As I conclude with paraphrasing aspects of the poem by Helen Steiner Rice to capture the special nature of this occasion, I say to you Sir, that you are a golden chain to each and every person associated with you, whose shared moments are so dear. And like a rare and precious jewel, the older you are the more you are treasured. We celebrate you today with a love that’s deep and true, rich with happy memories, and fond recollections, too. Time can’t destroy its beauty. For, as long as memory lives, years can’t erase the pleasure and joy your relationship gives. Your life is a priceless gift, that can’t be bought or sold. To have a person like you is worth far more than gold. And the golden chain of relationship is a strong and blessed tie, binding kindred hearts together as the years go by. Sir, may your 80th birthday be as unforgettable as your first kiss, your wedding day or the birth of your children and grandchildren, in effect, as unforgettable as you.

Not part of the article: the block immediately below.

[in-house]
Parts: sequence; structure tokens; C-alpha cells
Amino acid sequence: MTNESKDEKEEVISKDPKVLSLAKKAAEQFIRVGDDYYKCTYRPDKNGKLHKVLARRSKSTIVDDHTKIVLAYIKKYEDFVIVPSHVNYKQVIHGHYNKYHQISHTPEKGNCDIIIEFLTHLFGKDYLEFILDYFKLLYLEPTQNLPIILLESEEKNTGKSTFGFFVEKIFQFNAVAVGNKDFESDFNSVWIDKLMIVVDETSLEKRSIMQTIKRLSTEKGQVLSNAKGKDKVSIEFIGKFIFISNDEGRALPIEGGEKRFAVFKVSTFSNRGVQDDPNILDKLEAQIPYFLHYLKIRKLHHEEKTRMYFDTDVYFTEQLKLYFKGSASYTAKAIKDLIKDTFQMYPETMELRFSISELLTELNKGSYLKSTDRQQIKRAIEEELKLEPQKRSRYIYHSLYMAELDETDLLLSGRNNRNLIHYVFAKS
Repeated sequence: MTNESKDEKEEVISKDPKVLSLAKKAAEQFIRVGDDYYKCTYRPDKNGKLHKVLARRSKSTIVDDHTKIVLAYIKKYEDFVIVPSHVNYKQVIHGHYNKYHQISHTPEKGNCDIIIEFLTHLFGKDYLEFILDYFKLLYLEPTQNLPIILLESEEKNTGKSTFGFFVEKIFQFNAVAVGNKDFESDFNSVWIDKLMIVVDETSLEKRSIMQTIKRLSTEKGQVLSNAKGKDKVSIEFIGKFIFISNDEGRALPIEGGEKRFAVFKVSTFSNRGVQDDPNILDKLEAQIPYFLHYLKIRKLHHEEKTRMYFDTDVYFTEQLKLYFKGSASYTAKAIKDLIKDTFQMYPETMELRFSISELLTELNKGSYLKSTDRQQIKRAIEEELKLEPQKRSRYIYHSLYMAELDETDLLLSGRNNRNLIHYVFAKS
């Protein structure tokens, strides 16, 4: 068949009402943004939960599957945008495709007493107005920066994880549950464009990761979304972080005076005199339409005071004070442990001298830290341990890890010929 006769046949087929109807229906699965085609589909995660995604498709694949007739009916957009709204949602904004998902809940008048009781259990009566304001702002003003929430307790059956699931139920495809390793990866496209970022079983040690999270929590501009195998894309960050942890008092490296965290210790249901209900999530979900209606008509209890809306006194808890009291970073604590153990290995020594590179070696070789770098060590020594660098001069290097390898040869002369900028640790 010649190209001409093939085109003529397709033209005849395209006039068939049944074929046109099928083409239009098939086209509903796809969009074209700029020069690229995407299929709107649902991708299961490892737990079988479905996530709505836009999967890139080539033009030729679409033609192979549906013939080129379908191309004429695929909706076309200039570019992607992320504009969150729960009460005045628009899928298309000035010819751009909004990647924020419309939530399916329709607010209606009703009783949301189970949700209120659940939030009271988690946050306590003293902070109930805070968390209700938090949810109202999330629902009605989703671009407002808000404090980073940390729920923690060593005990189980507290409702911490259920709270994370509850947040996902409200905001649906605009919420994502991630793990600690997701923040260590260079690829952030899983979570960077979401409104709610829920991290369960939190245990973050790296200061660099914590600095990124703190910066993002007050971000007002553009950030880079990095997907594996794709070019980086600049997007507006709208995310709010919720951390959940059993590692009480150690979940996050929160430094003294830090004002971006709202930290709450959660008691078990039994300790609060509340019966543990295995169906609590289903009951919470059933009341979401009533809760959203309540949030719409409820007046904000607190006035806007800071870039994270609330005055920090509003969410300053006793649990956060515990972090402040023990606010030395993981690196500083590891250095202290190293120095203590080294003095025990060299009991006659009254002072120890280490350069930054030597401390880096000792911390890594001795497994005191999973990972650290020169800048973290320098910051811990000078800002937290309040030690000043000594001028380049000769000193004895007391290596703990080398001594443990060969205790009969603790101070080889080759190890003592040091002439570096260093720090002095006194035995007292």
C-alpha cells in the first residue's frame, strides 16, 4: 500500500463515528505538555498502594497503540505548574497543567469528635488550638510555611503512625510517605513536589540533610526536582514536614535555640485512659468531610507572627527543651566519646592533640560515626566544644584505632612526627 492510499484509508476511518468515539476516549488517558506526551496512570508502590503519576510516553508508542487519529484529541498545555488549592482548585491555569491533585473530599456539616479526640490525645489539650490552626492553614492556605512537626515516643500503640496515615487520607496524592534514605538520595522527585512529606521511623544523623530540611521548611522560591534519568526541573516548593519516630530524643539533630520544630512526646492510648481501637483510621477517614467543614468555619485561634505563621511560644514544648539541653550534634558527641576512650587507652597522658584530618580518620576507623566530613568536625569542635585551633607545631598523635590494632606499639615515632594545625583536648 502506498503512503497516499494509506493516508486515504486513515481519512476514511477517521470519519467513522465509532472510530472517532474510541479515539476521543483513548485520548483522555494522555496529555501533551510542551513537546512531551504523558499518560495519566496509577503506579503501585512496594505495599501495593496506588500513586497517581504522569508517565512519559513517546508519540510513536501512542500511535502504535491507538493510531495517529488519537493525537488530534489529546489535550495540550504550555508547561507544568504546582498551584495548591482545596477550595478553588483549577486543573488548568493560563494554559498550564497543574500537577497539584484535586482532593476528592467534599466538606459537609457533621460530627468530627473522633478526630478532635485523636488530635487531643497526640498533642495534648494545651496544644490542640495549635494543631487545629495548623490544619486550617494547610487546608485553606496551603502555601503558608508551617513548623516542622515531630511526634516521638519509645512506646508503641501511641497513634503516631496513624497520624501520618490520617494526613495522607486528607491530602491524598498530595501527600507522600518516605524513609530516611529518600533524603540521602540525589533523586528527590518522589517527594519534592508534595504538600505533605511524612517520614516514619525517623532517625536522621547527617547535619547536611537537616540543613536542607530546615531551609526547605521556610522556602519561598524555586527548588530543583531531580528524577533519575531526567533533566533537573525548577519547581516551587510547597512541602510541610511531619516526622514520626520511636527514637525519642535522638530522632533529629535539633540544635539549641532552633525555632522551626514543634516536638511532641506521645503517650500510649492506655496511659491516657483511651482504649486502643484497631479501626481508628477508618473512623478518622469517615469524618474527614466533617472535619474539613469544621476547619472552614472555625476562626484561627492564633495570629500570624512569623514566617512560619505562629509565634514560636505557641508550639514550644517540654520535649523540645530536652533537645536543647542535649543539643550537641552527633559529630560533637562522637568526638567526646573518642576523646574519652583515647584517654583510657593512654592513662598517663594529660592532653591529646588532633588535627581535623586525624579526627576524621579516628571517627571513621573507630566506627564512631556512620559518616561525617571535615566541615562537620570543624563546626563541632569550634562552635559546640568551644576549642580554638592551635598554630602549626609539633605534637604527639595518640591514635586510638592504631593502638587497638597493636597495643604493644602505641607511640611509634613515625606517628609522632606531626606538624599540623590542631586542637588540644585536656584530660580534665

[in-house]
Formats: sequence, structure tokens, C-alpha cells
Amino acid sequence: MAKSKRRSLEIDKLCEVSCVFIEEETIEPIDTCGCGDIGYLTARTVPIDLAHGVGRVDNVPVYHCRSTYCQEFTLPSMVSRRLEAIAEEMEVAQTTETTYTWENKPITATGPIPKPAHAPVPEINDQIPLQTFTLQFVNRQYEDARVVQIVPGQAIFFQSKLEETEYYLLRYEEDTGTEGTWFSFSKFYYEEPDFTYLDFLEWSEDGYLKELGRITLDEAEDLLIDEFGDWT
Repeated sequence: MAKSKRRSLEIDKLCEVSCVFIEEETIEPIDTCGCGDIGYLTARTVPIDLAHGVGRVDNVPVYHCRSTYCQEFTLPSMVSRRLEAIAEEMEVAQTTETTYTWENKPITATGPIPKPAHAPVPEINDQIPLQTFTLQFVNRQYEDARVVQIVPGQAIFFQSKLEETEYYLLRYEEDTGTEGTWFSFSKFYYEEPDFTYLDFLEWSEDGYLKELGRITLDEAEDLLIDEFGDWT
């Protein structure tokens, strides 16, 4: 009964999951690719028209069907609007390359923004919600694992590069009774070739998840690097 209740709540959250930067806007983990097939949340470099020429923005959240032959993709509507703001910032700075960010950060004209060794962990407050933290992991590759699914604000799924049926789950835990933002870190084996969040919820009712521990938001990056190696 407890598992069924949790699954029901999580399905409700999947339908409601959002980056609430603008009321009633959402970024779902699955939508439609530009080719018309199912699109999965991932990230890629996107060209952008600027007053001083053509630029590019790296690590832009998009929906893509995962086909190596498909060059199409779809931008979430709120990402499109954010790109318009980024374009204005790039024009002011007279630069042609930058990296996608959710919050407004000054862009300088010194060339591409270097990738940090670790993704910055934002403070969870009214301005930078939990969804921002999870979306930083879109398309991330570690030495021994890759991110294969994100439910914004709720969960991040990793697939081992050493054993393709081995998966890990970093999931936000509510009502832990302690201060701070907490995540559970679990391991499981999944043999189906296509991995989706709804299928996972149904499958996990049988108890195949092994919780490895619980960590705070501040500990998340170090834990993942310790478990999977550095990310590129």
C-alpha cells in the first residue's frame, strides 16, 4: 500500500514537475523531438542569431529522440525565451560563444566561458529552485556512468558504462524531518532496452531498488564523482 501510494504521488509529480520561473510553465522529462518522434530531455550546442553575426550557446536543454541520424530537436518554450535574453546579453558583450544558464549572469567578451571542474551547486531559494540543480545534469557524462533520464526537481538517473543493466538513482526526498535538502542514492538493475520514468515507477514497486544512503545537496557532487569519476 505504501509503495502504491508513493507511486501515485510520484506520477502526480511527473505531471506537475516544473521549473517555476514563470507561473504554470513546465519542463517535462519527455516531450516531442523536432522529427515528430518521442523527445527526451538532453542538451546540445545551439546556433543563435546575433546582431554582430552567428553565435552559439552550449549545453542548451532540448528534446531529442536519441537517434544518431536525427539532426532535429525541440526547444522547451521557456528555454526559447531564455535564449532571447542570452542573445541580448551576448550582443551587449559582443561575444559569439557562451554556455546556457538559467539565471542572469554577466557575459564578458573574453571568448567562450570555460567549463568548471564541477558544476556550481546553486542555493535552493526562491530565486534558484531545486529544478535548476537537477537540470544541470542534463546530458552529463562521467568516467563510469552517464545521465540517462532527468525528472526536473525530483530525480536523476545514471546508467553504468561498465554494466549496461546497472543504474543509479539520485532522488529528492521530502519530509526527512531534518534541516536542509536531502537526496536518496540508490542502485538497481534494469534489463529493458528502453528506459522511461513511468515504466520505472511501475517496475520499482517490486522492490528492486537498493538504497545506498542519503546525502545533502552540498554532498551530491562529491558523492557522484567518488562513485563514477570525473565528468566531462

I wish you Happy Birthday and many happier, prosperous, and peaceful life

and service to the academic community, Arochukwu society, Nigeria and the world at large.

Happy birthday Sir.

Thank You for Listening!!!


By Professor Wilson E. Herbert (KSC) PhD (Glasgow)


Professor of Accounting & Financial Management